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So I should preface this by saying I've actually solved this, but the syntax is horrible so I want to see if theres a Perl-ish way of doing it which is nicer.

I have two arrays of length n (@genes and @names). I want to combine them into a single 2D array of paired values.

My approach right now is;

$Num = Number of elements in each array

my @genes = ();
foreach my $i ( 0 .. $num-1 ) {
    foreach my $j ( 0 .. 1 ) {
    if ($j == 0){ push @{ $genes[$i] }, $names[$i];}
    if ($j == 1){ push @{ $genes[$i] }, $lengths[$i];}
    }
}

But this requires an explicit line for each additional column (right now I have two - names and length). Also it's hideous. Code only a mother could love.

Any thoughts. Note that

@genes = (\@lengths, \@names);

Does not achieve what I want.

share|improve this question
    
You did mean to say that you have two arrays @names and @length that you want to combine into a 2D-array @genes, I take it? –  TLP Jun 21 '13 at 0:37

3 Answers 3

up vote 5 down vote accepted

You can at least do this:

foreach my $i ( 0 .. $num-1 ) {
    push @genes, [$names[$i], $lengths[$i]];
}

If you don't care about the input arrays, you can consume them:

push @genes, [shift @names, shift @lengths] while @names;

There are also some modules you can use for iterating over multiple lists. For example, using List::MoreUtils::each_array:

use List::MoreUtils qw( each_array );
my $it = each_array( @names, @lengths );
while (my ($n, $l) = $it->()) {
    push @genes, [$n, $l];
}

Further, with List::MoreUtils::pairwise:

use List::MoreUtils qw( pairwise );
@genes = pairwise{ [our $a, our $b] } @names, @lengths;

Suggested by ysth, with Algorithm::Loops::MapCarE:

use Algorithm::Loops 'MapCarE';
@genes = MapCarE { \@_ } \( @names, @lengths );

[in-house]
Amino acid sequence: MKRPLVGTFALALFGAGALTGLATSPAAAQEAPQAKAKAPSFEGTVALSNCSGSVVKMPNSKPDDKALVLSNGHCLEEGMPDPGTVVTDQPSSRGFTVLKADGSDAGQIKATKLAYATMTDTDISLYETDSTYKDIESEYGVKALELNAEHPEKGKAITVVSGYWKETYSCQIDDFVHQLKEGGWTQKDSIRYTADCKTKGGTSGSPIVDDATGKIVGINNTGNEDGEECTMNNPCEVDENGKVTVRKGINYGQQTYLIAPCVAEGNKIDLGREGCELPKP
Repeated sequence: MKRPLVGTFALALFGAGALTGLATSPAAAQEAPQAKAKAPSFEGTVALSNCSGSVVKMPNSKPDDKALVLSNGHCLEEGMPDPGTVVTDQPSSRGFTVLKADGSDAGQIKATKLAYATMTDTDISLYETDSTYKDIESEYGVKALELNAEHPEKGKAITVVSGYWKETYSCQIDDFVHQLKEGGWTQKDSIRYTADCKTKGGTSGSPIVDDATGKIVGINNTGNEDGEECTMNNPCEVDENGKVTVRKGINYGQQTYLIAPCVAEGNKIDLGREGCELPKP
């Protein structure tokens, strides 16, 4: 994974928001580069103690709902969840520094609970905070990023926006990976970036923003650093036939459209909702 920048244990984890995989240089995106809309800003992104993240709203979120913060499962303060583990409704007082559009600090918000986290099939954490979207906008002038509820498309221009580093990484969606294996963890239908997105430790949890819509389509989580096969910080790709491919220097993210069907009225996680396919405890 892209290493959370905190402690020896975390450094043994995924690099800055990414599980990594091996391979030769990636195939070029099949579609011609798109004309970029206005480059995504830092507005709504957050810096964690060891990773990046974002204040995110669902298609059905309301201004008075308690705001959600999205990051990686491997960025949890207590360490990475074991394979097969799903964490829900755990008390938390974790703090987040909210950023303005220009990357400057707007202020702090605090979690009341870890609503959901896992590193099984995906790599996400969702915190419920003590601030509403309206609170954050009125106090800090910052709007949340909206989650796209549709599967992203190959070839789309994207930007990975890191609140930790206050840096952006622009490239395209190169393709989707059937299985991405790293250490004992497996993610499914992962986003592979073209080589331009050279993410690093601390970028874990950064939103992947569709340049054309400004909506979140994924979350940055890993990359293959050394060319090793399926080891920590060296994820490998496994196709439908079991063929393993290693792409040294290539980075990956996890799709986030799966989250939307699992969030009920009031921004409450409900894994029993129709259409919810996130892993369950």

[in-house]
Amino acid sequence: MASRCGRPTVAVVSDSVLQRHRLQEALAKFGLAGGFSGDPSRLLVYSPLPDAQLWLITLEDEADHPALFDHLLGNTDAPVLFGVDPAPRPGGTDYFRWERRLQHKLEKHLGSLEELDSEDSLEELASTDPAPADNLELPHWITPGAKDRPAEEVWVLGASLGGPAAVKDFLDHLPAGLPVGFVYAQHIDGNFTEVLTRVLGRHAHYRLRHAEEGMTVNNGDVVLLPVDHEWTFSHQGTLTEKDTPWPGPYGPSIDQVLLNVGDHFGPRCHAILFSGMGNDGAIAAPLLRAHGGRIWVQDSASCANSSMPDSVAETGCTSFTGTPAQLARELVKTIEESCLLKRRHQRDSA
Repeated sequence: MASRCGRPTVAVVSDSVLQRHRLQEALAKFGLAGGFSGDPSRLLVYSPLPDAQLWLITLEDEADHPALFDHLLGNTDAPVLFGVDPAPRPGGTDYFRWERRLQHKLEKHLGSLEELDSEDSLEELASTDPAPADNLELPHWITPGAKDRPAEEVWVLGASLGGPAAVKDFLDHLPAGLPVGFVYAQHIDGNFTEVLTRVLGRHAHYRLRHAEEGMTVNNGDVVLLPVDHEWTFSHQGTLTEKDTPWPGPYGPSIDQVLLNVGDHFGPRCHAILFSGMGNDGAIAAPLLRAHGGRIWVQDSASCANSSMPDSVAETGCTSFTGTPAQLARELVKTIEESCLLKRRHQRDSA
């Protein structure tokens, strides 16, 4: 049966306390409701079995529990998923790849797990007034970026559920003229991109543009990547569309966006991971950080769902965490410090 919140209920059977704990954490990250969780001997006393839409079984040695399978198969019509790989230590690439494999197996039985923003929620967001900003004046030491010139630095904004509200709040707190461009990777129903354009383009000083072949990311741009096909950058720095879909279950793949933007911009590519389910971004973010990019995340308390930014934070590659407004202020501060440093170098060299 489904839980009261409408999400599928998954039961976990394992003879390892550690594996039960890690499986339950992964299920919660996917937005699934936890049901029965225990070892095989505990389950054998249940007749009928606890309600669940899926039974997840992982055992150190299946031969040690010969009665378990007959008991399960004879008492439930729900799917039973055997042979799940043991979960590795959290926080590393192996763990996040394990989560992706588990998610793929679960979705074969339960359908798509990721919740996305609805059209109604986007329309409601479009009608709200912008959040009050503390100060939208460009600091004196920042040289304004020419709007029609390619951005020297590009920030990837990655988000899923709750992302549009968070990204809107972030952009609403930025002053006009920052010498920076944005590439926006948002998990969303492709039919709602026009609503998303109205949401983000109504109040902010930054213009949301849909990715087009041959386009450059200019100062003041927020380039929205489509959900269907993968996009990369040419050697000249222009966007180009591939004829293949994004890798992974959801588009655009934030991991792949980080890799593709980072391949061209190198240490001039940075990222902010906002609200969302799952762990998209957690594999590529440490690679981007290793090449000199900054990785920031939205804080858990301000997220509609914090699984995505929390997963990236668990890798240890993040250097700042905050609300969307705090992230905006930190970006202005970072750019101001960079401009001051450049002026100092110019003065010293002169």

share|improve this answer
    
Awesome - that first syntax is clearly a much cleaner implementation (and in hind-site not in anyway Perl specific) –  Alex Jun 20 '13 at 23:59

You could write

my @genes = map [ $names[$_], $lengths[$_] ], 0 .. $#names;
share|improve this answer

Incidentally, your original code can be cleaned up just by removing some unnecessary logic:

foreach my $i ( 0 .. $num-1 ) {
    foreach my $j ( 0 .. 1 ) {
        if ($j == 0){ push @{ $genes[$i] }, $names[$i];}
        if ($j == 1){ push @{ $genes[$i] }, $lengths[$i];}
    }
}

You're looping over 0 and 1, then testing if you're on 0 or 1, then performing one action or the other? Just perform the two actions each time:

foreach my $i ( 0 .. $num-1 ) {
  push @{$genes[$i]}, $names[$i];
  push @{$genes[$i]}, $lengths[$i]
}

Possibly you started out wanting to loop over the indexes, then thought you couldn't do this since the internal arrays didn't exist yet, and fell back to this push construction. But, er, the arrays don't exist until you push onto them here, either. Looping over the indexes was fine:

my @helper = (\@names, \@lengths);
foreach my $i ( 0 .. $#names ) {
    foreach my $j ( 0 .. 1 ) {
        $genes[$i][$j] = $helper[$j][$i];
    }
}
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